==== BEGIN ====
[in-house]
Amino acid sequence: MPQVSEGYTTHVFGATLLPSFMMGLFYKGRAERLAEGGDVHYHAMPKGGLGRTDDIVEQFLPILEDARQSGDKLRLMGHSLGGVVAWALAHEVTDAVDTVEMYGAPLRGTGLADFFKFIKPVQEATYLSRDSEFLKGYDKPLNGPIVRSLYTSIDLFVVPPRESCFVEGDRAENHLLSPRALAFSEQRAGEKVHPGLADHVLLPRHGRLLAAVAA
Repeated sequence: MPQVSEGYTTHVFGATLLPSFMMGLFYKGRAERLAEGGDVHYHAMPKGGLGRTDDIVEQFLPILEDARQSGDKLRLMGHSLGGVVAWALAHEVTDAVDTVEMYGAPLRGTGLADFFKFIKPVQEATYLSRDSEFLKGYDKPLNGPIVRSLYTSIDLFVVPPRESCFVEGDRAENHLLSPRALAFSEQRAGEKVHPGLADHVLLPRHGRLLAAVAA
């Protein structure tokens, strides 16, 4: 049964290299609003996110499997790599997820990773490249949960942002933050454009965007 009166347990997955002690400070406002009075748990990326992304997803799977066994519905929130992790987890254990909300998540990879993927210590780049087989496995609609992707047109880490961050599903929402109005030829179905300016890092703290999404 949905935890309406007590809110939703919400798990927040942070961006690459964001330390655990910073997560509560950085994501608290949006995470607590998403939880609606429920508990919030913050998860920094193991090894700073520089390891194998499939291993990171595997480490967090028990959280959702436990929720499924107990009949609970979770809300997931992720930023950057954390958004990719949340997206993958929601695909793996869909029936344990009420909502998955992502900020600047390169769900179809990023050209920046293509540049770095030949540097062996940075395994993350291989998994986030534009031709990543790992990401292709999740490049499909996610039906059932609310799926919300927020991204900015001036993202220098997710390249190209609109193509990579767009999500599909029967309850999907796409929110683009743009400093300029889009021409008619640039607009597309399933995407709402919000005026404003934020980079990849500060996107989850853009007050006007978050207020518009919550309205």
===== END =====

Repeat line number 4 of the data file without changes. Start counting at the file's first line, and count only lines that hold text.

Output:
């Protein structure tokens, strides 16, 4: 049964290299609003996110499997790599997820990773490249949960942002933050454009965007 009166347990997955002690400070406002009075748990990326992304997803799977066994519905929130992790987890254990909300998540990879993927210590780049087989496995609609992707047109880490961050599903929402109005030829179905300016890092703290999404 949905935890309406007590809110939703919400798990927040942070961006690459964001330390655990910073997560509560950085994501608290949006995470607590998403939880609606429920508990919030913050998860920094193991090894700073520089390891194998499939291993990171595997480490967090028990959280959702436990929720499924107990009949609970979770809300997931992720930023950057954390958004990719949340997206993958929601695909793996869909029936344990009420909502998955992502900020600047390169769900179809990023050209920046293509540049770095030949540097062996940075395994993350291989998994986030534009031709990543790992990401292709999740490049499909996610039906059932609310799926919300927020991204900015001036993202220098997710390249190209609109193509990579767009999500599909029967309850999907796409929110683009743009400093300029889009021409008619640039607009597309399933995407709402919000005026404003934020980079990849500060996107989850853009007050006007978050207020518009919550309205």